1. Rubber Ducky
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    Rubber Ducky New Member

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    Alternate Timeline - Using technologies developed after the split

    Discussion in 'Setting Development' started by Rubber Ducky, Oct 12, 2012.

    I'm currently attempting to outline a novel that is set roughly 100 years after World War II, in a universe where the outcome was significantly different. I've been having a lot of fun devising things to take the place of certain objects, and this is certainly giving a tinge of science fiction to the story. However, where would you draw the line regarding everyday mundane items? Take, for example, Velcro, microwave ovens, digital video recorders, etc. Do you believe that readers would be able to easily accept the presence of such anachronisms? Or would they stand out in a world filled with analogues for our current technology?
     
  2. Cogito
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    Cogito Former Mod, Retired Supporter Contributor

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    It's your job to MAKE the reader believe it. But your job will be much harder if you represent one item but omit something with very closely related technology. For example, microwave ovens but no microwave radar or communications gear. Microwave ovens were developed after doctors discovered why people working with microwave antennas were suffering mysterious burns.

    Make sure you understand the basis of the technology, at least to a moderate degree.
     
  3. littleshoe
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    littleshoe Member

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    You should not worry. Only hard science fiction readers will have problems.

    However, you should never pretend you know. Do not try to explain the technology behind, unless you really know it.

    Analogues for our “current technology” are easy to accept because success of technologies and inventions comes from different factors (i.e. market, fashion, commerce agreements, access to resources…), not only technological development... In fact, I believe you have not traveled too much. “Alternate time lines” exist when you visit and live ( not as a tourist) in different countries.
     
  4. Rubber Ducky
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    Rubber Ducky New Member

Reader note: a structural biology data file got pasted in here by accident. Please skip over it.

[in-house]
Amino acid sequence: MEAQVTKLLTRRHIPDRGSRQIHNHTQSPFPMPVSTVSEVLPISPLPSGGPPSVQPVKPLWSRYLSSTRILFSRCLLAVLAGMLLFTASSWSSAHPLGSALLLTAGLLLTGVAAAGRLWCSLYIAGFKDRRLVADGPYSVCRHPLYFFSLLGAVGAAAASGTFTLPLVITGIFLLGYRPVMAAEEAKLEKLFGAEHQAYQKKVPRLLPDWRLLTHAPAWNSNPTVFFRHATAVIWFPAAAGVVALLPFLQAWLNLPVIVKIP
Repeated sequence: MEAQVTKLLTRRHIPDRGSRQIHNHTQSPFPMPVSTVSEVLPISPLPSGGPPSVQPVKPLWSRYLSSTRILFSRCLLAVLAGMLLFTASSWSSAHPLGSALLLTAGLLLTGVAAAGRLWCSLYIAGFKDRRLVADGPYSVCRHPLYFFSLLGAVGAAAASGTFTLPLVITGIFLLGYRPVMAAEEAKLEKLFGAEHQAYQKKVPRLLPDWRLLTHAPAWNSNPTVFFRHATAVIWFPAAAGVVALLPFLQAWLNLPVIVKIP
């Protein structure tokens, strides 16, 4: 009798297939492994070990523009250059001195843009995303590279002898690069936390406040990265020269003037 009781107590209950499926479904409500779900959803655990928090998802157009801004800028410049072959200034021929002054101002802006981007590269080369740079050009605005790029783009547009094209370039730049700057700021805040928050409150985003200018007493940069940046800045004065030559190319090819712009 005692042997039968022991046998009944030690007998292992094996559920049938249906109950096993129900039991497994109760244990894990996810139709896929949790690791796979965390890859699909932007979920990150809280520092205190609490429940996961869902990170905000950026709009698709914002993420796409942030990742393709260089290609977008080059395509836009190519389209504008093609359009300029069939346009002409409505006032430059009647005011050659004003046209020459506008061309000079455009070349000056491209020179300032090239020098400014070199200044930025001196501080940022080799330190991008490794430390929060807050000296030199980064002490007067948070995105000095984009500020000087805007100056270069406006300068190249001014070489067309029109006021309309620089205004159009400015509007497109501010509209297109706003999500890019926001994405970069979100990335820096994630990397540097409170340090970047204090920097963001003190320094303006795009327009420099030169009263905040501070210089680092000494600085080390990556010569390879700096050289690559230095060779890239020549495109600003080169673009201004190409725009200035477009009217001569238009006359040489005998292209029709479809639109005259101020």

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    Excellent advice from both of you, thank you. I'll be creating a document to index the technologies I'm using, as well as storing any essential data about them.
     
  5. sharonwagoner
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    sharonwagoner Member

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    If you want to get into detail, are you supposing Germany won? The USA would probably be using the European model of DVDs since the German's did the first TV broadcast, from the Munich Olympics, as mentioned in the movie Contact. Volkswagen and Mercedes would be even bigger car companies. The American space program probably would not have happened.

    I am a big history buff. That said, WWII is not my strongest area, but I would love to chat more about alternate history stories.

    I have thought about alternate history stories for several years. I am finally writing one where, among other changes, Benedict Arnold died, after being wounded at the Battle of Saratoga, so he never turned traitor and is a major American hero with schools are named after him. My heroine knows something is terribly wrong when her new high school is Benedict Arnold High School.
     
  6. Rubber Ducky
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    Rubber Ducky New Member

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    In this particular story, the United States and the Axis coexisted for quite a while following the end of the war, up until about 20 years prior to the "present day" of the narrative. It's been presenting a very interesting challenge regarding the creation of two independent, very distinct trees of technological progression. However, being set another 30 years in the future from today, it gives me a lot of wiggle room for coming up with new creations. I'd likely have a lot more trouble attempting to use this device in a more contemporary setting.
     

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